I landed at Hartsfield-Jackson International a couple of years ago and checked into the Airbnb where I was staying.
This was my first time in Atlanta, Georgia.
My wife and son could not come with me, and I was sad about that.
My son would have been running around the little apartment, jumping on the bed, and pressing his face up to the windows. My wife would have sat with me, coffee in hand, and talked with me about this, that, and the other.
I could have used a little family love right then as I was nervously rushing around trying to get everything ready for the TESOL conference.
But the experience did force me to do something that ended up being healthy.
I had to force myself to take some time and just do nothing.
Being alone gave me the chance to reflect, to think about life and what I was doing with it. I took a long look in the mirror and tried to remember all of the years that had brought me to that moment and I tried to imagine all of the years that would take me from it.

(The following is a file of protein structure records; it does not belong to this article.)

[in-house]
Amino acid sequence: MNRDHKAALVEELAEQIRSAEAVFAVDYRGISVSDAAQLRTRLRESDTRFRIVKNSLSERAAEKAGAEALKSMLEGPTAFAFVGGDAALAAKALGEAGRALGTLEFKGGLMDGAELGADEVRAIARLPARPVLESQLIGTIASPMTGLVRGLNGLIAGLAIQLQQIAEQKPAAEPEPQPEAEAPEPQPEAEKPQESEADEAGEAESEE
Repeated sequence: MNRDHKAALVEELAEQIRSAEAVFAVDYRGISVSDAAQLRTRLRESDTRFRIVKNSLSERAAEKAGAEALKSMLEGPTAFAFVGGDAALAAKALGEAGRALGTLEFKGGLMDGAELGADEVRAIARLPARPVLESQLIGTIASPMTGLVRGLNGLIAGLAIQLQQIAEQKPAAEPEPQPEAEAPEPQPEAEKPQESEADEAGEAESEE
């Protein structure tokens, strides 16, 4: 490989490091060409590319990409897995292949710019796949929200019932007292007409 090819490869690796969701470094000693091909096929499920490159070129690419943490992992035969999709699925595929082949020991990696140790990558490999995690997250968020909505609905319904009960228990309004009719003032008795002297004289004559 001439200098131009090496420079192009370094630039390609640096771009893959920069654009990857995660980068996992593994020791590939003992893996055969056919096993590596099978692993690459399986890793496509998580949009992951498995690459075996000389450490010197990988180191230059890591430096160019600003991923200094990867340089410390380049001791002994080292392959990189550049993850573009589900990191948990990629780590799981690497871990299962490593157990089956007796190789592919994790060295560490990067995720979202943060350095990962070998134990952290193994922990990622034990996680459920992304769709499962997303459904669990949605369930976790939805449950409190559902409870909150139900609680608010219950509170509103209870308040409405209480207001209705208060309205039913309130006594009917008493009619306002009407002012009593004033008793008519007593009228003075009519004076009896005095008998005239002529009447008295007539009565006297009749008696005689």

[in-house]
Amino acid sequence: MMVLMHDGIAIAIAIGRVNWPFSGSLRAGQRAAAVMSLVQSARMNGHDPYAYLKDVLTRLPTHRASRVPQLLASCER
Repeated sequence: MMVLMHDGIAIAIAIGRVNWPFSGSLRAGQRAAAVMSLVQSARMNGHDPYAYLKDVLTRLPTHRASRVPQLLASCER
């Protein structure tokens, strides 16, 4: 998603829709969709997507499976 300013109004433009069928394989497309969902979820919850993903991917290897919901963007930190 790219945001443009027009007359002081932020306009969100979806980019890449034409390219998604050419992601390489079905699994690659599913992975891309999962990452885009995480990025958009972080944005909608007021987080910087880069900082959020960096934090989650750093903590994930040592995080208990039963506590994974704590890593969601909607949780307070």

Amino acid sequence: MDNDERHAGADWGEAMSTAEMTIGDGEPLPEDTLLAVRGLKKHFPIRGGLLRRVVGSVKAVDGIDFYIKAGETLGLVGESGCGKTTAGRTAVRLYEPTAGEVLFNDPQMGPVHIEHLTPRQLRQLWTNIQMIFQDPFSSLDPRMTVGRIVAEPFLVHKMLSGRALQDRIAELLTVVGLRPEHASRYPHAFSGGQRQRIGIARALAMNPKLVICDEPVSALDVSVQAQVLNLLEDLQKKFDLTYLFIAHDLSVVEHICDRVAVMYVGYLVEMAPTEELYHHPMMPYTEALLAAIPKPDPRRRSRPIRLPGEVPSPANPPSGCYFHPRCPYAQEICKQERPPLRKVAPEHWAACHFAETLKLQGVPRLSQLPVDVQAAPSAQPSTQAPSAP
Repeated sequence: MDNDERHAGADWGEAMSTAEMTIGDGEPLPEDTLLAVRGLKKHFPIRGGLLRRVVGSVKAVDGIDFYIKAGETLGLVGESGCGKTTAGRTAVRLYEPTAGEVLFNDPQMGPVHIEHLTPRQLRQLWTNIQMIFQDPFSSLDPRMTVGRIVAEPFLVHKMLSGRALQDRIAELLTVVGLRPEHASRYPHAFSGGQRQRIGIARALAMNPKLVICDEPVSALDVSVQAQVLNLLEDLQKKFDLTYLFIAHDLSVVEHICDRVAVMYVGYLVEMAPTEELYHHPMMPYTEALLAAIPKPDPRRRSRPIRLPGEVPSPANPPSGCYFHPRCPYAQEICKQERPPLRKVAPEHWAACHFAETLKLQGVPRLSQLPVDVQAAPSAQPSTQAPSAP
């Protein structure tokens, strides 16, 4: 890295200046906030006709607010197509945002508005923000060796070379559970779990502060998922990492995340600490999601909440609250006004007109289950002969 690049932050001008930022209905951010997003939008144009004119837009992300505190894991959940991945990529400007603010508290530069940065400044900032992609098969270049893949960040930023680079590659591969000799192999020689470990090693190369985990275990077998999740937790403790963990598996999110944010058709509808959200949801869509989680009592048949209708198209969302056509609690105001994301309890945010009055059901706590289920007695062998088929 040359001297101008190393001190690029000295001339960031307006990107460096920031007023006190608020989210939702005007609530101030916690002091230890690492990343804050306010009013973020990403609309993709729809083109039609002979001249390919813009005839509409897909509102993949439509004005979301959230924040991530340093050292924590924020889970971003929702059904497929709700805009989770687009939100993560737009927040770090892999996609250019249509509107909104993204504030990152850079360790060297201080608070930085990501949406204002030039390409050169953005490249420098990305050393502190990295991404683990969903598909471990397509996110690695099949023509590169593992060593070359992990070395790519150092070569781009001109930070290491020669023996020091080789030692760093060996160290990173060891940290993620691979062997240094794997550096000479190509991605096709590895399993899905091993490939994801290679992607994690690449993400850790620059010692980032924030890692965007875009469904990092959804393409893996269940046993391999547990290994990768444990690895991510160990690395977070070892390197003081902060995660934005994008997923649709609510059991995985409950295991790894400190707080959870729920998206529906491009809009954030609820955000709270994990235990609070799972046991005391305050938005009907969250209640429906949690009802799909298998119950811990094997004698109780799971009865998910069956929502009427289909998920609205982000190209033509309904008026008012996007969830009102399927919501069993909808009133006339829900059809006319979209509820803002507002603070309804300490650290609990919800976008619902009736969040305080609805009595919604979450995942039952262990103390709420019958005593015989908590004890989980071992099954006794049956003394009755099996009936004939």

That, I suppose, is something we all need to do from time to time.
We need to remind ourselves of why we do what we do, and who we are doing it for, because it’s easy to lose track.
It’s easy to forget what kind of life we are trying to forge out of the busyness of it all.
Maybe you can take a few moments to do a little nothing yourself.
A few moments to reflect, to think, to remember all of the years that have brought you to where you are and all of the years that will take you from there.
And if you are a teacher, a few moments to make sure you got yourself pointed in the right direction before entering that classroom again, before you face all of the competing needs and conflicting goals.
We will find our way through.
In the immortal words of Winnie the Pooh, “Doing nothing often leads to the very best something.”